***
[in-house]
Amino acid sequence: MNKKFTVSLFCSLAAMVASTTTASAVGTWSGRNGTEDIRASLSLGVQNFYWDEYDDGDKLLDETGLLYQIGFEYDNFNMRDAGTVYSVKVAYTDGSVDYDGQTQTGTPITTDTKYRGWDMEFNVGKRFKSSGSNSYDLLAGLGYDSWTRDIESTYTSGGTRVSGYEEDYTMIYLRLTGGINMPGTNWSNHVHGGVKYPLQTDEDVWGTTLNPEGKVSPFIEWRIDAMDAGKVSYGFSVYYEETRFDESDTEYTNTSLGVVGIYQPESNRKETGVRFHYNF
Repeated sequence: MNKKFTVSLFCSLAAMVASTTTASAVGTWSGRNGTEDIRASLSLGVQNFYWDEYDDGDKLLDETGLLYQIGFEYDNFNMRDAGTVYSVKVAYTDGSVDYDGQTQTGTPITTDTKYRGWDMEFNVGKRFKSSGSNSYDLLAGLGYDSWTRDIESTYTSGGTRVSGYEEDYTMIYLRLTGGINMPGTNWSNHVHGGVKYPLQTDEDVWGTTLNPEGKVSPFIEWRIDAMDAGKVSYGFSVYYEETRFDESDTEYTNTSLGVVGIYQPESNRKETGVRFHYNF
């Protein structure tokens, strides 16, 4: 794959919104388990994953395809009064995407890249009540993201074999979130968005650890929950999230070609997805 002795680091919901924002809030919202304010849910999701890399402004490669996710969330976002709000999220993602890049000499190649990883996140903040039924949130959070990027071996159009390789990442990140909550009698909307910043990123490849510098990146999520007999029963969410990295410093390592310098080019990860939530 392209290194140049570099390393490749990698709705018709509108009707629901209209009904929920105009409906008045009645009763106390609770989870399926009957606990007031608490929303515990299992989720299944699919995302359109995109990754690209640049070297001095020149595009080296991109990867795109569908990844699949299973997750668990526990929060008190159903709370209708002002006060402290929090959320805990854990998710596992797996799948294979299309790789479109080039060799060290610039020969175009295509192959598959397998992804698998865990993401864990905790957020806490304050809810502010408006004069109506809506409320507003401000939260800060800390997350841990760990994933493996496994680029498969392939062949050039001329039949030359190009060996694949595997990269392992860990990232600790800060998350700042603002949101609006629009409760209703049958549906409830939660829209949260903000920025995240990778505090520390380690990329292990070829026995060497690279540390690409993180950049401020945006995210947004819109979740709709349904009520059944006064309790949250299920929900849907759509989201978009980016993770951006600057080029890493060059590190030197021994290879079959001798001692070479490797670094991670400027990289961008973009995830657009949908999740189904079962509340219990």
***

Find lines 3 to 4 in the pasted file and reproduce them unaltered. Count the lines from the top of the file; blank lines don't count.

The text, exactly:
Repeated sequence: MNKKFTVSLFCSLAAMVASTTTASAVGTWSGRNGTEDIRASLSLGVQNFYWDEYDDGDKLLDETGLLYQIGFEYDNFNMRDAGTVYSVKVAYTDGSVDYDGQTQTGTPITTDTKYRGWDMEFNVGKRFKSSGSNSYDLLAGLGYDSWTRDIESTYTSGGTRVSGYEEDYTMIYLRLTGGINMPGTNWSNHVHGGVKYPLQTDEDVWGTTLNPEGKVSPFIEWRIDAMDAGKVSYGFSVYYEETRFDESDTEYTNTSLGVVGIYQPESNRKETGVRFHYNF
């Protein structure tokens, strides 16, 4: 794959919104388990994953395809009064995407890249009540993201074999979130968005650890929950999230070609997805 002795680091919901924002809030919202304010849910999701890399402004490669996710969330976002709000999220993602890049000499190649990883996140903040039924949130959070990027071996159009390789990442990140909550009698909307910043990123490849510098990146999520007999029963969410990295410093390592310098080019990860939530 392209290194140049570099390393490749990698709705018709509108009707629901209209009904929920105009409906008045009645009763106390609770989870399926009957606990007031608490929303515990299992989720299944699919995302359109995109990754690209640049070297001095020149595009080296991109990867795109569908990844699949299973997750668990526990929060008190159903709370209708002002006060402290929090959320805990854990998710596992797996799948294979299309790789479109080039060799060290610039020969175009295509192959598959397998992804698998865990993401864990905790957020806490304050809810502010408006004069109506809506409320507003401000939260800060800390997350841990760990994933493996496994680029498969392939062949050039001329039949030359190009060996694949595997990269392992860990990232600790800060998350700042603002949101609006629009409760209703049958549906409830939660829209949260903000920025995240990778505090520390380690990329292990070829026995060497690279540390690409993180950049401020945006995210947004819109979740709709349904009520059944006064309790949250299920929900849907759509989201978009980016993770951006600057080029890493060059590190030197021994290879079959001798001692070479490797670094991670400027990289961008973009995830657009949908999740189904079962509340219990």